A distinction should be drawn at the outset between two kinds of political inconsistency. First, a Statesman in contact with the moving current of events and anxious to keep the ship on an even keel and steer a steady course may lean all his weight now on one side and now on the other. His arguments in each case when contrasted can be shown to be not only very different in character but contradictory in spirit and opposite in direction: yet his object will throughout have remained the same. His resolves, his wishes, his outlook may have been unchanged; his methods may be verbally irreconcilable. We cannot call this inconsistency. In fact it may be claimed to be the truest consistency. The only way a man can remain consistent amid changing circumstances is to change with them while preserving the same dominating purpose.
So the first question to be asked in applying this view to Trumponomics is what end Trump has in view. The policy of seeking the self-interest and self-preservation of our industrial heartland through protectionism may be mistaken (very likely it is), but its object is not.
As for the issue of trade itself, later on in the same essay Churchill writes:
A more searching scrutiny should also be applied to changes of view in relation not to events but to systems of thought and doctrine. In modern British politics no greater contrast can be found than in comparing the Free Trade speeches of the late Mr. Joseph Chamberlain as President of the Board of Trade in the early eighties with the Protectionist speeches which he delivered during the Tariff campaign at the beginning of the twentieth century. Here we are dealing not with the turbulent flow of events but with precise methods of thought. Those who read Mr. Chamberlain’s Free Trade speeches will find that almost every economic argument which he used in 1904 was foreseen and countered by him in 1884. Yet the sincerity of his later views was generally accepted by friends and opponents alike. And after all, once he had come to think differently on economic subjects, was it not better that he should unhesitatingly give his country the benefit of his altered convictions? Still, it must be observed that the basis of reasoning had changed very little in the twenty years’ interval, that the problem was mainly an abstract one in its character, and that it was substantially the same problem. There need be no impeachment of honesty of purpose or of a zealous and unceasing care for the public interest. But there is clearly in this case a contradiction of argument in regard to the same theory which amounts to self-stultification.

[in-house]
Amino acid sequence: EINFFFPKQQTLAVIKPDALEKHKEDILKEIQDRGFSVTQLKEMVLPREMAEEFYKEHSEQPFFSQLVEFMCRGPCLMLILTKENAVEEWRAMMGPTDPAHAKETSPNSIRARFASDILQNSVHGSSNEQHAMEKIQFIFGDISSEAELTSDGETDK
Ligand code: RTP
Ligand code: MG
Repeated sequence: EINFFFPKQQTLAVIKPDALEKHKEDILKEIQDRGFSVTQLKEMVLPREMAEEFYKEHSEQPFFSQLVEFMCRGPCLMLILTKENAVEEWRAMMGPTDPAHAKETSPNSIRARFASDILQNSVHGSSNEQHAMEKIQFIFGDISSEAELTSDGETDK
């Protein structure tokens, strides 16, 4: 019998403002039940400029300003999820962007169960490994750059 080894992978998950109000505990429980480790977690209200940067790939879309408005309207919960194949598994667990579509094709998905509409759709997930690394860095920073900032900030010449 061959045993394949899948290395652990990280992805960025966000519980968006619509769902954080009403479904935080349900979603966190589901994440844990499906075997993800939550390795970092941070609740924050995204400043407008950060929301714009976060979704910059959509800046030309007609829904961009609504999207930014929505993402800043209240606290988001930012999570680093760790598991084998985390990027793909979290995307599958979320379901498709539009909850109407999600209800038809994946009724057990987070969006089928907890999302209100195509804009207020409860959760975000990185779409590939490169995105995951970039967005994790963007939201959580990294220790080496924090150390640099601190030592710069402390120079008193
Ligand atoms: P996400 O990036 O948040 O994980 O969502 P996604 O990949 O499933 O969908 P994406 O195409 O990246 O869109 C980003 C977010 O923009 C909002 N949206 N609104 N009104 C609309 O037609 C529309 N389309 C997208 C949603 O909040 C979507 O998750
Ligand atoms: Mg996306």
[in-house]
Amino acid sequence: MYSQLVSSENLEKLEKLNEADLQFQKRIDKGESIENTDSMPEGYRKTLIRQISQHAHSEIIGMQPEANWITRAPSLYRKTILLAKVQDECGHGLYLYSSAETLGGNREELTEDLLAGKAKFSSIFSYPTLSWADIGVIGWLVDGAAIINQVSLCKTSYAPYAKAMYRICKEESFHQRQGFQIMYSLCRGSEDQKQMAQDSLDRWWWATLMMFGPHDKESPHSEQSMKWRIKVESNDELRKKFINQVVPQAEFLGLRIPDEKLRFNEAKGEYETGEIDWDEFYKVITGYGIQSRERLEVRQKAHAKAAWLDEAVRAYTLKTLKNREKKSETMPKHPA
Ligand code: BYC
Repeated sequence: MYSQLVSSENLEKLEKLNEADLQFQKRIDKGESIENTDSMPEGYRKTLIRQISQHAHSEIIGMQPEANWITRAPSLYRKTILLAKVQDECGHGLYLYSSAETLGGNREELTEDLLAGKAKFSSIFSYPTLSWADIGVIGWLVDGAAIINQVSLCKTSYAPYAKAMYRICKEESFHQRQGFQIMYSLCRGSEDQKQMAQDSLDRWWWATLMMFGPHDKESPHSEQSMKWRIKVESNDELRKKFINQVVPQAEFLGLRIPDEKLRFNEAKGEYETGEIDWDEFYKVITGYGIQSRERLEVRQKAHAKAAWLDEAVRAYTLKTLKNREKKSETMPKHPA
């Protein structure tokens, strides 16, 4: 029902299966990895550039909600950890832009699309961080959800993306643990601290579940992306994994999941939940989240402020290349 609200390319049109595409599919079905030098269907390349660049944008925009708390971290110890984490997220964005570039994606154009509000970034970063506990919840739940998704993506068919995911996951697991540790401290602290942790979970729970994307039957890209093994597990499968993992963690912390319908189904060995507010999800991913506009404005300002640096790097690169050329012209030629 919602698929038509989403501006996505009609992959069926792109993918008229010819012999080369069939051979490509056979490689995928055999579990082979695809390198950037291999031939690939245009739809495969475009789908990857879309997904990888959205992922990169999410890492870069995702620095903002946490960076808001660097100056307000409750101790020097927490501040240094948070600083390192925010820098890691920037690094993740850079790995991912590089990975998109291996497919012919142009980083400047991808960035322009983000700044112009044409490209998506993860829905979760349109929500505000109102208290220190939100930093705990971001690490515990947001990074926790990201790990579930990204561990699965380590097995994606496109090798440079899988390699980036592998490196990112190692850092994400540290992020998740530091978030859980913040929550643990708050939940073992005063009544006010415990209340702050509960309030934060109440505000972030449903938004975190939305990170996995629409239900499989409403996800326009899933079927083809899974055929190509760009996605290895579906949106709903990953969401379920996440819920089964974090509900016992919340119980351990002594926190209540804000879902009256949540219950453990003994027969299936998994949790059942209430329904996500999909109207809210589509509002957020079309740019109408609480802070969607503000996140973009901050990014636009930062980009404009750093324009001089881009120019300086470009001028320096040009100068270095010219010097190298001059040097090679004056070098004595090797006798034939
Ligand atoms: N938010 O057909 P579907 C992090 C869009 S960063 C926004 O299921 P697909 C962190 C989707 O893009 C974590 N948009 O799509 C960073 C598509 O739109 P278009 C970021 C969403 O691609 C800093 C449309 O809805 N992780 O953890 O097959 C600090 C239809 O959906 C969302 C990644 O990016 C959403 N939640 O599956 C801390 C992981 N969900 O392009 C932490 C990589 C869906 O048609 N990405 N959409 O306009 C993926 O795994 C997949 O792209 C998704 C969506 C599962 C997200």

We may illustrate this distinction further. Mr. Chamberlain argued in 1884 that a tax on imports was paid by the home consumer, and in 1904 that it was paid, very largely at any rate, by the foreigner. We cannot help feeling that the reasoning processes underlying these two conclusions are fundamentally incompatible, and it is hard to understand how a man who once saw the one process so clearly should subsequently have visualized and accepted the opposite process with equal vehemence and precision. It would have been better, tactically at any rate, for Mr. Chamberlain to have relinquished the abstract argument altogether and to have relied exclusively in his advocacy upon the facts, the world facts, which were really his reasons, the importance of consolidating the British Empire by means of a Zollverein, and the necessity of rallying support for that policy among the British industrial interests and the Conservative working classes; for these considerations, in his view, overruled, whether or not they contradicted, the validity of his purely economic conviction.
I suspect this last part is the thought process a lot of Republicans are entertaining right now. (It is worth adding, but deserves a separate post, that in this period of economic depression Churchill steadfastly opposed the Keynesian prescription of increasing employment through large public works projects paid for with borrowed money.)